Keywords: Guided imagery, state-trait anxiety, stress, tension-type headache
|How to cite this article:|
Kehksha. Guided imagery intervention for the treatment of tension-type headache associated with state-trait anxiety. Acta Med Int 2022;9:141-6
| Introduction|| |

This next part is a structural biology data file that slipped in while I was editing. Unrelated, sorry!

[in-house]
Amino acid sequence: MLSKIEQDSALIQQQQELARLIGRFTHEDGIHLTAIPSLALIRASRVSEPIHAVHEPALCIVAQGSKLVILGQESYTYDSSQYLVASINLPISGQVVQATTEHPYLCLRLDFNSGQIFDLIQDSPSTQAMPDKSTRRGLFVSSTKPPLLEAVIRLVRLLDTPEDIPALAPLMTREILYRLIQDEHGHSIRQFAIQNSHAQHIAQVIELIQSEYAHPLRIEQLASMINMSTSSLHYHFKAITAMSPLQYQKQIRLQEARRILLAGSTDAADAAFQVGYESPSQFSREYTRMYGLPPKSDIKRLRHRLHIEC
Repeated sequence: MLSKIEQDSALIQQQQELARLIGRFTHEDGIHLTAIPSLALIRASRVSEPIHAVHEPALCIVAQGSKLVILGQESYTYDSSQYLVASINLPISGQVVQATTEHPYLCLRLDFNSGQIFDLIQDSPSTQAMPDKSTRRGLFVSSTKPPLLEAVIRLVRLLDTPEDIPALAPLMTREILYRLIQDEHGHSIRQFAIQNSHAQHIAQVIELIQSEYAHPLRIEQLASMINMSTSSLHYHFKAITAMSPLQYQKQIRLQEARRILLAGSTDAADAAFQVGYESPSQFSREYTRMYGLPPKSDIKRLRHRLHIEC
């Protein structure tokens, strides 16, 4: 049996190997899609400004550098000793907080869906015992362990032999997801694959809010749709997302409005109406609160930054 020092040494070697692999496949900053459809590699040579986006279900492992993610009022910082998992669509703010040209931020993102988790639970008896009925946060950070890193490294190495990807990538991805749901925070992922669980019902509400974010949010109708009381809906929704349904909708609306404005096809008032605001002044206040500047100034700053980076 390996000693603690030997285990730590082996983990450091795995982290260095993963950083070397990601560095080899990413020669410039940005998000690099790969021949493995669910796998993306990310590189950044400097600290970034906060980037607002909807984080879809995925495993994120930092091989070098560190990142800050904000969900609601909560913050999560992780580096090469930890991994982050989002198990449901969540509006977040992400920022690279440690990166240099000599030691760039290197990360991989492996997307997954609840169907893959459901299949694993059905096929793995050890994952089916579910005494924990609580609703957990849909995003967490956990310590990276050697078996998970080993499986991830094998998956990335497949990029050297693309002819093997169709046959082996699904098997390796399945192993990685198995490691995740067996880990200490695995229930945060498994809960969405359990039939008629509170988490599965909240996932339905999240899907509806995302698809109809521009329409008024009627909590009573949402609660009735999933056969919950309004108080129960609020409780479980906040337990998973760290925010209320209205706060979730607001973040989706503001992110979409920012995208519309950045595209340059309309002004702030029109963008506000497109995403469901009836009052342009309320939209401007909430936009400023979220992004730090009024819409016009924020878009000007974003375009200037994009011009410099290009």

Tension-type headache (TTH) is a neurological condition that affects approximately 33.3% of people across India. It is typically characterized by a tightening band or pressure around the head, bilateral in location, and has mild-to-moderate level of intensity. Stress, anxiety, wrong body posture, dehydration, noise, missing meals, and bright sunlight may cause people TTH. Besides it, activation of hyperexcitable peripheral afferent neurons from the head and neck muscles and muscle tenderness is a significant cause of TTH. TTH increases vulnerability among individuals to many other psychological morbidities such as state-trait anxiety, aggression, and depression. Findings from a study of 25 patients with chronic TTH suggest that trait anxiety has a mediating role between frequency of chronic TTH and quality of life. It also affects frequency of headache, social functioning, and mental health of the patients. TTH patients reported significantly higher trait anxiety, depression, and hostility in comparison to the normal controls. One experimental study conducted on TTH patients and headache-free controls revealed that TTH patients experience higher depression and trait anxiety than headache-free controls. They also experience stressful episodes more frequently and perceive them as more stressful than the control group.